Pain in the foot?
Are you getting sharp pain around your heel as soon as you place your foot on the ground? You are most likely suffering from one of two PAINFUL conditions. Painful yes, but are they something to be worried about? Definitely not. I will 1st explain what they are………...Pain under your heel bone or the arch of your foot is known as plantar fasciitis, pain above the heel bone and on the tendon that attaches from the heel bone to the calf muscle is known as Achilles tendinosis.
With either of these complaints you might have gone to the doctor and prescribed painkillers or anti-inflammatories, these may help in the short term but unfortunately, it won’t solve the issue in the long term. You really need to find out what is causing the pain in the first place.
With regards to plantar fasciitis, the most common symptom you will feel is pain first thing in the morning when you get out of bed and place your foot on the floor. This pain then tends to dissipate the more you walk on it as the day goes on until you may have to sit again for a couple of hours at your desk, suddenly you go to get up, place your foot on the floor and OUCH ! that piercing pain returns.
The plantar fascia s a tight band of rope like tissue that attaches from your heel to your toes under your foot. So what’s the reason for the pain? it’s usually down to what type of arch you have in your foot. For somebody with a high arch, the plantar fascia is really tight and the foot cannot turn inwards or what we call pronate efficiently. This means the plantar fascia is constantly pulling off the heel bone. So people like this tend to walk on the outside of the heels and feet. These types of people need to stretch the muscles and plantar fascia under the foot.
Other people have a low arch or what some people call flat feet. This is not a bad thing in all cases - look at Usain bolt’s feet for example! But in the general public, a long weak arch means the foot can’t do the opposite of what we mentioned and that is supinated (create an arch). These people need to strengthen the foot muscles under the foot and create a more stable base. So, you need to be able to do both and that is the key. We find in the clinic the people that present with this type of pain cannot do both!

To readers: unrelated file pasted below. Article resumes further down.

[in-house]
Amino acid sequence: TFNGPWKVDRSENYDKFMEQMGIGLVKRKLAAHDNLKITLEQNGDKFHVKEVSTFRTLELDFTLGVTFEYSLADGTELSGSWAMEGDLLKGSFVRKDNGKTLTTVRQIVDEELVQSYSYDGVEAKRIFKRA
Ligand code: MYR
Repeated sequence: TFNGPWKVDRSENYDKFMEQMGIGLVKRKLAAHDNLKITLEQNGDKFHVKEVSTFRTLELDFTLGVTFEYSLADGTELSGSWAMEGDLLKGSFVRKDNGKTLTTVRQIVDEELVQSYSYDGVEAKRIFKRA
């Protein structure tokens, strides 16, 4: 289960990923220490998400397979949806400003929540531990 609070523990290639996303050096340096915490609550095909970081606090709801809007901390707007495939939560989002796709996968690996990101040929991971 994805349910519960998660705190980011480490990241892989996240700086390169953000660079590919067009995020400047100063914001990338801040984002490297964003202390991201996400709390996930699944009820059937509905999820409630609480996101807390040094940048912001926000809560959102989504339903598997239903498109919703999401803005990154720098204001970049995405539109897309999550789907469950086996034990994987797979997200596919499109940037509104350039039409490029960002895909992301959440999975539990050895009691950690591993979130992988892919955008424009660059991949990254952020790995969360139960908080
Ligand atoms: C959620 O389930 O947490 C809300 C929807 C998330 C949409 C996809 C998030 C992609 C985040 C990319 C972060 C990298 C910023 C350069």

Similar rules apply to people who have pain in their Achilles. This affects runners a lot but can affect walkers too. They will find the pain is worse when they start to run/walk but it eases off the further as they go. When the tendon is overloaded it gets damaged and you get tiny little micro tears on the tendon, when this tries to heal at rest a lot of scar tissue builds up, then you go out for a run the scar tissue breaks down and the pain eases. So as you can see it becomes a vicious circle. But what you must realize is the tendon is not happy because something elsewhere in the body is not happy. Be that how the foot and heel move as they hit the ground as or a muscle weakness elsewhere.
A key factor in these type of injuries is NOT to stop and rest it fully, you may need to reduce the amount you are doing, but stopping completely might reduce the pain initially but as soon as you resume your activities the pain will come back. You need to strengthen certain muscles gradually
Insoles - Are they the answer?
They can but that depends on your foot type, someone with a high arch will NOT need an insole as it will make a short and tight plantar fascia shorter and tighter. It might give relief for a week or two, why? Because you are changing the position of the foot and avoid stretching the muscle and straining the tendon. If you have a flat arch yes they can be beneficial, but insoles are very powerful and can make changes not only in your feet but all over your body. If you get a pair you should notice a change in the first week, they don't take 3 months to work. Get a good foot assessment first and some physio might get rid of it quicker.